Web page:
Accepting mum’s fate

People often say to me so what’s next?

Well to put it bluntly there is no next, there is simply surviving.

This can be said for not only my mum but for me too.

I think the subject of finality always makes people uncomfortable, nobody wants to talk about the end – especially when the person is still alive.

I don’t have any answers and neither do the doctors, it is just the way it is and it’s the way it always will be.

But that doesn’t mean I’ve completely banished all hope.

There is going to come a point where my mum won’t want to carry on with chemotherapy anymore…or there might not be?

She might say ‘fuck you cancer’ right to the very end. It’s up to her and no one else.

I can’t change what is happening and neither can mum. So if I can’t change mum’s future then why let her present be miserable?

As mum battles on I’m starting to try and not take conversations about finality so negatively.

Reaction is key in these situations and if your loved one is comfortable discussing this with you then that’s a good thing.

This was the case on a crisp Saturday afternoon.

Chips and a sea view with mum meant she was surrounded by happiness, love and familiarity.

Nothing could be heard but the wind and the rustle of our chip paper but mum suddenly pointed and said “I want to be scattered on little eye” (the island next to Hilbre Island in West Kirby).

She was so matter of fact that I didn’t have time to react.

When you’re in such a beautiful place it’s easy to forget the reality that is in front of you.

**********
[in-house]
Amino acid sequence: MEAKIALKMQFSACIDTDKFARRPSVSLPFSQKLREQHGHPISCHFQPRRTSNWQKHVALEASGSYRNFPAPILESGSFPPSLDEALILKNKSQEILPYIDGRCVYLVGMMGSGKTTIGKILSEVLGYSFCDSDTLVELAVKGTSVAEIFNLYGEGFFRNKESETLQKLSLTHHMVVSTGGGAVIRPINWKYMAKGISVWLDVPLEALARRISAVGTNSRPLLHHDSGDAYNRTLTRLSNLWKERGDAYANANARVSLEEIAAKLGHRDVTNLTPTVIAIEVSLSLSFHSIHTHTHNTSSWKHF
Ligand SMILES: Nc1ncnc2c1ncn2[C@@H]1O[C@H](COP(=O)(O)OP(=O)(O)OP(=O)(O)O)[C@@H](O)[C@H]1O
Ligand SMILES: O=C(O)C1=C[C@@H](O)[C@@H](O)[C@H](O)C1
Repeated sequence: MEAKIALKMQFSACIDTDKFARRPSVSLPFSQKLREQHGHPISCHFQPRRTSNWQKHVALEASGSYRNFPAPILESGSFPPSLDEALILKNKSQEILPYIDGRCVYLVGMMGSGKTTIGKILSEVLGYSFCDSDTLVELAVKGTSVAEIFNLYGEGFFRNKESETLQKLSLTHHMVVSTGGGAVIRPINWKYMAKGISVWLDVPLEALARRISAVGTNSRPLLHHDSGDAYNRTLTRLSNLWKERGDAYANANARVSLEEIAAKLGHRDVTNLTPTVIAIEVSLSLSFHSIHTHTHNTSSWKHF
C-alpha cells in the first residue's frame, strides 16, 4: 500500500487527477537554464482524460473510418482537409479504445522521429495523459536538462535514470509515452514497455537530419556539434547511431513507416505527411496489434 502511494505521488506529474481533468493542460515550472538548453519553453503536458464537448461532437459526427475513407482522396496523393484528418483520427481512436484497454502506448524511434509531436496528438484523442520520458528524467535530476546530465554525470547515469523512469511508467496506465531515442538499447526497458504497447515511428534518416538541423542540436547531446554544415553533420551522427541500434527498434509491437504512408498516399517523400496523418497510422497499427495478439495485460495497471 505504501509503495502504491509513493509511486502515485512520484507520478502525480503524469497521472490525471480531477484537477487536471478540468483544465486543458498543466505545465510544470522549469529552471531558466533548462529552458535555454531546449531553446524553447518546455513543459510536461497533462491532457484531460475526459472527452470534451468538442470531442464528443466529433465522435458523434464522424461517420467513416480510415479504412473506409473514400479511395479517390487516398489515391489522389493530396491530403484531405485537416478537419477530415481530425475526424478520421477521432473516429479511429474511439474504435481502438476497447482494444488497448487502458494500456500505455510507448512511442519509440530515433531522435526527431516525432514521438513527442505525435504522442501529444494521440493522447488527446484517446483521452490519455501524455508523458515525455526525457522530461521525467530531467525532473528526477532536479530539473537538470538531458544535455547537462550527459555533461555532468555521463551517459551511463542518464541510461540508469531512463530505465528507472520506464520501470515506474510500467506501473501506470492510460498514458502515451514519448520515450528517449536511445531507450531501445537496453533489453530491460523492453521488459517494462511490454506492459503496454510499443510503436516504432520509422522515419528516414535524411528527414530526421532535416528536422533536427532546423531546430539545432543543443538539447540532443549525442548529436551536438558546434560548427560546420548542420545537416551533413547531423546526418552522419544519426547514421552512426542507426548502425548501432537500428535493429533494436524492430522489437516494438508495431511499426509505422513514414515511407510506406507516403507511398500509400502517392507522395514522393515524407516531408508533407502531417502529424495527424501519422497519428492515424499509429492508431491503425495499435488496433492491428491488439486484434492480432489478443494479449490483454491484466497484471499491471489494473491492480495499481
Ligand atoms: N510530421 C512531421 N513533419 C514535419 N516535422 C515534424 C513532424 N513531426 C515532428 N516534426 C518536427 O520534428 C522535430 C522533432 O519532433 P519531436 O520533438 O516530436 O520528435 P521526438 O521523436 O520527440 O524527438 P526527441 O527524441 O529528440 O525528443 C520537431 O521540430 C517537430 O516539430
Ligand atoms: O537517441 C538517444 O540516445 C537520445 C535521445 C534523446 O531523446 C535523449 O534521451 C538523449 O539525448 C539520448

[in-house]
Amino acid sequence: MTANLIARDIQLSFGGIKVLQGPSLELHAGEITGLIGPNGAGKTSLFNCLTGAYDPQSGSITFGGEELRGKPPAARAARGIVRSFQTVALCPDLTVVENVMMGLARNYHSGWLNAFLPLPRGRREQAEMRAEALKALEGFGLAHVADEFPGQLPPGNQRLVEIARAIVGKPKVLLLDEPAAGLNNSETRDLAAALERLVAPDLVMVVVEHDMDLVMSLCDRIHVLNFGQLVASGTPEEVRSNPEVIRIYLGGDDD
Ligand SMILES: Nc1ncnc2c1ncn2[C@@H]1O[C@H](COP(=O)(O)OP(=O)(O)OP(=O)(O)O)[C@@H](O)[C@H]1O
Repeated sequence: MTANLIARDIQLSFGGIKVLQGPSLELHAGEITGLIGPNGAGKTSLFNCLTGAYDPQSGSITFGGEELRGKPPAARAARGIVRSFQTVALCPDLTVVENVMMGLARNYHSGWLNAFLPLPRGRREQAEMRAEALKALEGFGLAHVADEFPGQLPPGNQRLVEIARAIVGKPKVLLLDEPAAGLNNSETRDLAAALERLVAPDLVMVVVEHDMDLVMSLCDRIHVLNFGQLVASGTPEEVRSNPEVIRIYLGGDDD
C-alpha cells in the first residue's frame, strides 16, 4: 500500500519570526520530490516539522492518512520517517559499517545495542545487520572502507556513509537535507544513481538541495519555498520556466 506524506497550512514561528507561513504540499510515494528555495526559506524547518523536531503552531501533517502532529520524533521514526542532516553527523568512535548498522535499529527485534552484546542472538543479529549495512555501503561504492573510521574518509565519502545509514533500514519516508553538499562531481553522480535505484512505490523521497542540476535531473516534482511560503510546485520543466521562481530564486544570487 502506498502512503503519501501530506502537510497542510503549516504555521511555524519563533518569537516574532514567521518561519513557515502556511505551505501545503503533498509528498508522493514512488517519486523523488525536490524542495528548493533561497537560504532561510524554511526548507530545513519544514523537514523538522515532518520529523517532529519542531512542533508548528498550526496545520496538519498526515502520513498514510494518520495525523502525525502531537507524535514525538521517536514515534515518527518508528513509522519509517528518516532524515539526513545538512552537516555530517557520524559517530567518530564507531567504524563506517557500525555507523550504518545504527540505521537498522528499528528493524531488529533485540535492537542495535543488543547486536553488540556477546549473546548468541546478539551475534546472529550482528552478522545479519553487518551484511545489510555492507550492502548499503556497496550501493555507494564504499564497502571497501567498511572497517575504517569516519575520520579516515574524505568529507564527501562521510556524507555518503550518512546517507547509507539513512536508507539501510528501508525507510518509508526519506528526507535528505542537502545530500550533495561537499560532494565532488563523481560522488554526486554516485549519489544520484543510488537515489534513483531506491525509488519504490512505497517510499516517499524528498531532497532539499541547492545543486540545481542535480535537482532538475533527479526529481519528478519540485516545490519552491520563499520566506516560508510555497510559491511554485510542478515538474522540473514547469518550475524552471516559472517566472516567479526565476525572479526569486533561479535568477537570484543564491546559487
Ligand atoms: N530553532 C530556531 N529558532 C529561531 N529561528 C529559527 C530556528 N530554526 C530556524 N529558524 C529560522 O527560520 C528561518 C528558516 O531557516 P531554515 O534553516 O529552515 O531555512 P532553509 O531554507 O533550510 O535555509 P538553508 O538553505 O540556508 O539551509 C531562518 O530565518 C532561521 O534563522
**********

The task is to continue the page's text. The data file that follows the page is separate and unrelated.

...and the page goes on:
So, I joked about how the conversation had abruptly took on a morbid turn, we laughed and she said “well it’s so my ashes can blow back in your face like my dad’s did with us three girls.”

Her sense of humour made it easier and the experience changed into joyful one.

It made me feel comfortable with mum’s wishes, and it suddenly dawned on me that she had accepted what is and would be.

There was a moment of calmness as we looked out towards the sea.

It was then I knew mum was going to be okay. She was here with me, enjoying the moment.

When she is no longer here in the present it is then I’ll look to the sea.

One thought on “Accepting mum’s fate

  1. My mother and I were very close. She was dying of lung cancer- the health aid person helping out didn’t want us talking about life without her. I remember my mom & I saying- we laugh together & cry together- I was able to talk with my mom about what I will miss- a song I will here that is her song – my mother said- this is the way it’s supposed to be. The order of life and death. (My sister had passed away at 18 of cancer). Being able to talk about anything with my mother- including crying about her not being here- was a continuation of our beautiful relationship. When someone is dying, it’s ok to talk about it. As my mother said- we laugh and we cry together. And we still did just that. I wish you and your mom peace and love.

    Liked by 1 person

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